How the NFL Fits Into Amazon’s Bigger Strategy

    • Amazon's video content often leads its users to interact with other parts of Amazon Prime.
    • The company recently unveiled a TV.

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Amazon CEO Andy Jassy hinted at the company’s media strategy, namely how its NFL and live sports content can draw users into its retail ecosystem.

“It turns out that when people consume video content through Prime, they also tend to engage in some of the other activities that are available through Prime,” Jassy told CNBC.

The sports rights the tech giant has bought up may both help to keep its over 200 million subscribers engaged and encourage them to use the massive e-commerce platform for which the company is best known.

The company negotiated exclusive rights to “Thursday Night Football” starting next season through 2033 at $1 billion per year.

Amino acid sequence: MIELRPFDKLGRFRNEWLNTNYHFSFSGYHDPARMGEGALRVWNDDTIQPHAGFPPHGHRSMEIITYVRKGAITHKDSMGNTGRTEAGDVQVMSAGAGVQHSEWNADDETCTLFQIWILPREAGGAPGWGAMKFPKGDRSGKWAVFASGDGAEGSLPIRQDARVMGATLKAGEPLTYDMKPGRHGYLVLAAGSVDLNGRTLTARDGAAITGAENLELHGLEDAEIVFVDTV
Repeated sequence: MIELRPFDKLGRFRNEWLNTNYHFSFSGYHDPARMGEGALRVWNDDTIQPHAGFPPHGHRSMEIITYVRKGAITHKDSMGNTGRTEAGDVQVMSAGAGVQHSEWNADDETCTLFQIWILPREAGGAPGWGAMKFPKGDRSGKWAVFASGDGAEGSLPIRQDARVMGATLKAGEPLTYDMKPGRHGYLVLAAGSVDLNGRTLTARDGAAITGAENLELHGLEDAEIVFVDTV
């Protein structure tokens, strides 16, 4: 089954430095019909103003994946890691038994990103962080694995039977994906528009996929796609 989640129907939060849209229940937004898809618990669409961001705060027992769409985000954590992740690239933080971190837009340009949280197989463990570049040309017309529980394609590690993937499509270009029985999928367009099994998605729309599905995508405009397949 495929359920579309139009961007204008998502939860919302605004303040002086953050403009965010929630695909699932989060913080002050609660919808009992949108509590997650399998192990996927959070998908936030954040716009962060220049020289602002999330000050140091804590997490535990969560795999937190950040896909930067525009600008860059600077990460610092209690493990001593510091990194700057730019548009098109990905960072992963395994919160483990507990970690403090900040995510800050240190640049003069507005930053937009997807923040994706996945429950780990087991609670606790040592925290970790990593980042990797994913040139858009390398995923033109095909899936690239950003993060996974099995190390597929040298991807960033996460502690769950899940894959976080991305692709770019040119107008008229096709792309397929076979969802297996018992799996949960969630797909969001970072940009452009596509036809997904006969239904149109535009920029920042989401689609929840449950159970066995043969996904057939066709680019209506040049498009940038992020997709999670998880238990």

“We’re very, very excited about that starting in ‘22 and we’re gonna try and be inventive in the experience we provide for fans,” Jassy said.

Amazon’s 2019 Premier League broadcasts coincided with a record number of new Prime memberships in the United Kingdom.

  • Amazon is believed to be the leading contender for “NFL Sunday Ticket” at a price of around $2 billion to $2.5 billion per year. Jassy declined to gauge the company’s interest in “Sunday Ticket” but noted that it has a “very important” partnership with the NFL, citing Amazon Web Services’ ongoing deal. 
  • Amazon also holds rights to Ligue 1, Ligue 2, the WNBA, and Champions League.

Last month, Amazon unveiled its first televisions under its own brand name, merging  its shopping and media offerings into a single device.

“It’s still early days for us in media,” Jassy said.